Smelser has also studied the cultural impact of the Holocaust—from the marginal topic that it was in the 1950s and 60s to the event, in Smelser's words, that has "practically absorb[ed] the war". His research has focused on how several counter-balancing narratives of the World War II and the Holocaust can co-exist, with the goal of demystifying and explaining their impact on the popular culture.
Together with the historian Edward J. Davies of the University of Utah, Smelser is the author of the 2008 book The Myth of the Eastern Front: The Nazi-Soviet War in American Popular Culture. It discusses perceptions of the Eastern Front of World War II in the United States in the context of historical revisionism. The book traces the foundation of the post-war myth of the "clean Wehrmacht", its support by U.S. military officials, and the impact of Wehrmacht and Waffen-SS mythology on American popular culture, including the present time. The book garnered largely positive reviews, for its thorough analysis on the creation of the myth by German ex-participants and its entry into American culture. Several reviews noted limitations of the book in its discussion on the myth's role in the contemporary culture and the extent of its impact on wide popular perceptions of the Eastern Front, outside of a few select groups.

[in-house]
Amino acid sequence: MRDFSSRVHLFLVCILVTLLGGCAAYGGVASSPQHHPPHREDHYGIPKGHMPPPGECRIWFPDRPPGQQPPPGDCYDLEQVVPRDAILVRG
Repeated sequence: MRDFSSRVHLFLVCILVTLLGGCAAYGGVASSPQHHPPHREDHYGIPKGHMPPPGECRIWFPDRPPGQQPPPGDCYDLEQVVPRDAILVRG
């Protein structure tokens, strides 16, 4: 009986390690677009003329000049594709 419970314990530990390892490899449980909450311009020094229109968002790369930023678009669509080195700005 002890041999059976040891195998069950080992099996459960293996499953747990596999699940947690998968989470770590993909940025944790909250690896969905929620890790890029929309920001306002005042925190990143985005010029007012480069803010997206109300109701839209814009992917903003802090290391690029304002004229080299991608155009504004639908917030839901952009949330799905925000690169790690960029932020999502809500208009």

The Foreign Affairs magazine called the book a "fascinating exercise in historiography", highlighting the authors' analysis of how a "number of Hitler's leading generals were given an opportunity to write the history of the Eastern Front (...) provid[ing] a sanitized version of events". Military historian Jonathan House reviewed the book for the The Journal of Military History, describing it as a "tour de force of cultural historiography" and commending the authors for "hav[ing] performed a signal service by tracing the origin and spread of this mythology". House recommends that military historians not only study the book, but "use it to teach students the dangers of bias and propaganda in history".
A review published in the journal History provided a critical assessment of the book. While it complements Smelser and Davies for setting out the main myths concerning the Eastern Front, the review argues that they did not provide convincing evidence to support their argument that most Americans accept such an account. It concludes that "the book therefore delivers a rather weak conclusion, which dilutes the impact of the useful analysis earlier in the book..." Likewise, American historian Dennis Showalter acknowledges that the romanticised views described in the book exist, but argues that they remain limited in their impact on the wider popular culture: "Eastern Front enthusiasts—who buy a disproportionate number of the books romanticizing the Eastern Front—are a minority within a minority, and, as a rule, are at some pains to deny sympathy with the Third Reich". The reviewer concludes that opening of the Russian archives since the fall of the Soviet Union has enabled "balanced analysis at academic levels", leading to a new interest in the Red Army operations from the popular history writers and the World War II enthusiasts.